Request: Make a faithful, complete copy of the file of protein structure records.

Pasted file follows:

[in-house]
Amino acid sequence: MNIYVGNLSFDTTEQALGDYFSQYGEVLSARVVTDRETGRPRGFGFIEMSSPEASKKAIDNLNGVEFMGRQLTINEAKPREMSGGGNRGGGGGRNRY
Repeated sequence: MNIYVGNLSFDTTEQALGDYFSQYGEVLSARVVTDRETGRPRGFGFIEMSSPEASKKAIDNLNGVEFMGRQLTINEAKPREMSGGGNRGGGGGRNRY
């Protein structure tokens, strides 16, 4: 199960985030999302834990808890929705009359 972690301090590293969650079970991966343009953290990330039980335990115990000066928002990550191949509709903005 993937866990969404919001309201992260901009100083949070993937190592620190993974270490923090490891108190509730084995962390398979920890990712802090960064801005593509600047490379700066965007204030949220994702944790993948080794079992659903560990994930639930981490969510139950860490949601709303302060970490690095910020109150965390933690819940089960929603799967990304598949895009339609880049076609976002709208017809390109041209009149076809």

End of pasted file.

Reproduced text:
[in-house]
Amino acid sequence: MNIYVGNLSFDTTEQALGDYFSQYGEVLSARVVTDRETGRPRGFGFIEMSSPEASKKAIDNLNGVEFMGRQLTINEAKPREMSGGGNRGGGGGRNRY
Repeated sequence: MNIYVGNLSFDTTEQALGDYFSQYGEVLSARVVTDRETGRPRGFGFIEMSSPEASKKAIDNLNGVEFMGRQLTINEAKPREMSGGGNRGGGGGRNRY
């Protein structure tokens, strides 16, 4: 199960985030999302834990808890929705009359 972690301090590293969650079970991966343009953290990330039980335990115990000066928002990550191949509709903005 993937866990969404919001309201992260901009100083949070993937190592620190993974270490923090490891108190509730084995962390398979920890990712802090960064801005593509600047490379700066965007204030949220994702944790993948080794079992659903560990994930639930981490969510139950860490949601709303302060970490690095910020109150965390933690819940089960929603799967990304598949895009339609880049076609976002709208017809390109041209009149076809």